(I have not tested the bags for performance but the Ziploc appears to be easier to use with a ready to go airlock valve to place the pump over. The Lasting Freshness bags have little plastic twist caps over top of the airlock valves, a little less convenient but it may be that the bag itself is better. They happen to be labeled Sous-Vide bags so possibly acceptable for use by chefs when cooking in a precision water bath. Also, there are Tupperware style containers available  from Lasting Freshness with vacuum ports built in to the lids.)

Conclusion:
-I left the Ziploc pump as is and put the Lasting Freshness tip on the best pump (generic yellow). The smelly black rubber tip from the yellow one went in the trash rendering the Lasting Freshness pump somewhat useless.

Side note:
The Food Saver jar lid vacuum sealers were not designed to be used with these hand pumps. They have a small hole in which they expect you to attach a hose from their electronic vacuum bag sealing devices. Their branding is printed in raised letters around the surface where we place the rubber seals to pump out the air. This is mildly disruptive to the vacuum seal when pumping. I am in the process of shaving those bumpy letters smooth.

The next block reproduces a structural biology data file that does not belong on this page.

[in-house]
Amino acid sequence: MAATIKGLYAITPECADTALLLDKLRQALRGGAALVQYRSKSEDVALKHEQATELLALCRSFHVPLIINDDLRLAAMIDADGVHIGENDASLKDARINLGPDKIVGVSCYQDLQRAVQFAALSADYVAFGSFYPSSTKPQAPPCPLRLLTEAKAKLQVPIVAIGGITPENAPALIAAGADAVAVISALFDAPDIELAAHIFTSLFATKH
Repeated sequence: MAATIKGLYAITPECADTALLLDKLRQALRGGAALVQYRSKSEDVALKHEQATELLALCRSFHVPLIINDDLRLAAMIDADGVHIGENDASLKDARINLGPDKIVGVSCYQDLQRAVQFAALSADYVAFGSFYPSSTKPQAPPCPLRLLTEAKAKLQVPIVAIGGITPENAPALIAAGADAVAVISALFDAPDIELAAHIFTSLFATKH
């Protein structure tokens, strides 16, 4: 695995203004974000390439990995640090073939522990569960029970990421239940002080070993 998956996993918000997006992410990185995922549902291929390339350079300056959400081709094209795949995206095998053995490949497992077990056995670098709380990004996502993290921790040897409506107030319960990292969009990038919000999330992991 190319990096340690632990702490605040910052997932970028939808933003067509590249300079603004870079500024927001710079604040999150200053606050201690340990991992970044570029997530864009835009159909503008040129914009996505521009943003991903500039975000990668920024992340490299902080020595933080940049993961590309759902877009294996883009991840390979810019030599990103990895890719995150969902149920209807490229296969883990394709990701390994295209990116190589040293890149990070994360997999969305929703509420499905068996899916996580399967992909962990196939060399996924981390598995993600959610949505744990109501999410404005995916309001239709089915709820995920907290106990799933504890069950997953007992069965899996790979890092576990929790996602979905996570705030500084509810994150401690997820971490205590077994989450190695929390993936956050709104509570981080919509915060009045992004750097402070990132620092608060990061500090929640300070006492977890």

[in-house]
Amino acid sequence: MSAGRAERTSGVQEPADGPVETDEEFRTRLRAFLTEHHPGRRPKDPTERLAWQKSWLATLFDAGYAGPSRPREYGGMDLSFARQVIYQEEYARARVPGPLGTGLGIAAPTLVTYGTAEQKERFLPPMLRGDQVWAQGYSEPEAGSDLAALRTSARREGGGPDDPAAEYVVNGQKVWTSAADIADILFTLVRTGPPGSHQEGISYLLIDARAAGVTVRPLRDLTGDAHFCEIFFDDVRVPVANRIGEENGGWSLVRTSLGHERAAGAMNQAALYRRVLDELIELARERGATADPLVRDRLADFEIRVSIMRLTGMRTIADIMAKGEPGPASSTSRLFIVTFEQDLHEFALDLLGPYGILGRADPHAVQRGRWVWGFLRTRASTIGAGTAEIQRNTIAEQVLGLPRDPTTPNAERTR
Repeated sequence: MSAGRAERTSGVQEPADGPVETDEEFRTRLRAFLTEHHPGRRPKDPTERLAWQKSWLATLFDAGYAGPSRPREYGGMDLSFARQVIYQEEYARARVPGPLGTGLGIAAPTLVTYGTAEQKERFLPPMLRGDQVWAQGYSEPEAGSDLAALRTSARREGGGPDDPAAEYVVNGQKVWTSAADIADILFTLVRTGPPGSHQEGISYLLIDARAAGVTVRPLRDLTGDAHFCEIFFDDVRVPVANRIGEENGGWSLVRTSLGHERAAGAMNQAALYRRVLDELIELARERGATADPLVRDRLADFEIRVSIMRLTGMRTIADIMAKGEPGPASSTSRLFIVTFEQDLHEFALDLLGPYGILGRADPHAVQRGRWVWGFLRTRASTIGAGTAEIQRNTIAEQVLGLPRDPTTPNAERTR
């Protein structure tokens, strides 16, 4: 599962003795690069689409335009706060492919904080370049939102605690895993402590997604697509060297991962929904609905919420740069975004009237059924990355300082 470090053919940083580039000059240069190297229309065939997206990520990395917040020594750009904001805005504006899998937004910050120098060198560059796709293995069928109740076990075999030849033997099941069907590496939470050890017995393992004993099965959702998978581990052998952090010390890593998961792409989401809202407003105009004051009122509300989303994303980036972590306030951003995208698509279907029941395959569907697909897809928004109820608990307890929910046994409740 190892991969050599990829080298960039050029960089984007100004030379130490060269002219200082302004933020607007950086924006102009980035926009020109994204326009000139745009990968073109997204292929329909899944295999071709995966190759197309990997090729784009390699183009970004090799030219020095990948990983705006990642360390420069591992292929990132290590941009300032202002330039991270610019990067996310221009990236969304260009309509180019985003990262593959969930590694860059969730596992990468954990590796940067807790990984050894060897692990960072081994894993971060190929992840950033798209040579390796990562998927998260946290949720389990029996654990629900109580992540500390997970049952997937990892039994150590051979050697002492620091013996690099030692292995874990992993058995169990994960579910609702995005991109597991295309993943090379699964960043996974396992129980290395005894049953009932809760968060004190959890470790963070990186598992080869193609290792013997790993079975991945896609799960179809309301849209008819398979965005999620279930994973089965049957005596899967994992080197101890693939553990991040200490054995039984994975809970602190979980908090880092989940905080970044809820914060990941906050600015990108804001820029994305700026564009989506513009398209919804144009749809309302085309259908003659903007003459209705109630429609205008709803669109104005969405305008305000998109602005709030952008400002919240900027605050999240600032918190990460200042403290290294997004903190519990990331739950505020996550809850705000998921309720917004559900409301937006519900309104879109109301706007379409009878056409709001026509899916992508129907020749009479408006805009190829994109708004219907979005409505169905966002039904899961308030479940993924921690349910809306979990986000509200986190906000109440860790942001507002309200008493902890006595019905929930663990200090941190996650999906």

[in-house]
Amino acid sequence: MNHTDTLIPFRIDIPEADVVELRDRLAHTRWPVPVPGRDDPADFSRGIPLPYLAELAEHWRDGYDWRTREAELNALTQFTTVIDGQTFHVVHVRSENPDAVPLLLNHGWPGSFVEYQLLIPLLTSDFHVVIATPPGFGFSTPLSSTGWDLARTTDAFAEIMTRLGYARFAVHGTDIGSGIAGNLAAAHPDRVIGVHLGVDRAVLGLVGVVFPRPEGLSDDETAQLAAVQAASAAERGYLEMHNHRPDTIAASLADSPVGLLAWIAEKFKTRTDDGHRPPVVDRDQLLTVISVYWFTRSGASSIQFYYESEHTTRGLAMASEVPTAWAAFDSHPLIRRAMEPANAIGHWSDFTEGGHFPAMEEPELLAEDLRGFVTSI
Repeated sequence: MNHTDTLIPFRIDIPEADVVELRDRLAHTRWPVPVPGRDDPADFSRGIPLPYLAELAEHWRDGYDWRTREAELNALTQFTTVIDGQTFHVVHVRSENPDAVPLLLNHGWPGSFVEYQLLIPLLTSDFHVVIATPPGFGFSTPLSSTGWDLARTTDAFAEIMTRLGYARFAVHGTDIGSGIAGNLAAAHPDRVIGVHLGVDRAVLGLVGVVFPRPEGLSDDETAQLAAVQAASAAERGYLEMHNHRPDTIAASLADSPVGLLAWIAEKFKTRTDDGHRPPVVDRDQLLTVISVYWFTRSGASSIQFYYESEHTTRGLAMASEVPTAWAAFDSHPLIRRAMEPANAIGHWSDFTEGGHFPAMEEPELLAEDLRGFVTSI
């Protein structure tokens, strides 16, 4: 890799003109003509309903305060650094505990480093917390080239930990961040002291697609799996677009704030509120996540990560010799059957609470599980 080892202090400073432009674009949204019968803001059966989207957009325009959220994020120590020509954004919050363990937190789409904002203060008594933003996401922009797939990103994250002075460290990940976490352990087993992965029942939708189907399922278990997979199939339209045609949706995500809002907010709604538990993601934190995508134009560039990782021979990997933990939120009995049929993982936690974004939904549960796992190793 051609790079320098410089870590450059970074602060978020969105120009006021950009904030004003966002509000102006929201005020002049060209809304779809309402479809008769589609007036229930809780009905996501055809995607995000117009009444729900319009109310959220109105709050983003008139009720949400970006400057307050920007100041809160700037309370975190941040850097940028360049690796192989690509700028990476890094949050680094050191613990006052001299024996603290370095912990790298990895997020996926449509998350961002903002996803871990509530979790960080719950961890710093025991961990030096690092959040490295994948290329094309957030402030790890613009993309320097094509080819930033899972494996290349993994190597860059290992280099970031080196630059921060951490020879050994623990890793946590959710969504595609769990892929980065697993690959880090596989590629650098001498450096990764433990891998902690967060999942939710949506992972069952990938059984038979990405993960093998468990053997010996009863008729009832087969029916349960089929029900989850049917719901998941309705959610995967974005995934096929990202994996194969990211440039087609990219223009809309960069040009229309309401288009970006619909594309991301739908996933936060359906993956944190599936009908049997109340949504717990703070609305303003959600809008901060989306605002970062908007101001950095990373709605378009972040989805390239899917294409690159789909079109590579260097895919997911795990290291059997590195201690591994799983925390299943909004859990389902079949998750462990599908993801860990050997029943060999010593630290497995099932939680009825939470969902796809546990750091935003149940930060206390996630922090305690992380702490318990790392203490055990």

All in all this seems like a fantastic way to store food items (dry or wet) in mason jars for extended short term storage. I found this thread on my search to find out more about how to get all this working. There was very little info available everywhere. Thank you to the OP Mike Jay and all the contributors.

vacuum-pumps-1.jpg
[Thumbnail for vacuum-pumps-1.jpg]
Lasting Freshness, generic and Ziploc hand operated vacuum pumps.
vacuum-pumps-2.jpg
[Thumbnail for vacuum-pumps-2.jpg]
Swapping the rubber tip for a superior pump.
food-saver-jar-vacuum-bumps.jpg
[Thumbnail for food-saver-jar-vacuum-bumps.jpg]
Bumps of the Food Saver lettering interfere with seal.
 
Mike Jay
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Thanks for the pump trial Brandon!  Looks like the Ziploc one is about $20 on Amazon.
 
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Control Garden Pests without Toxic Chemicals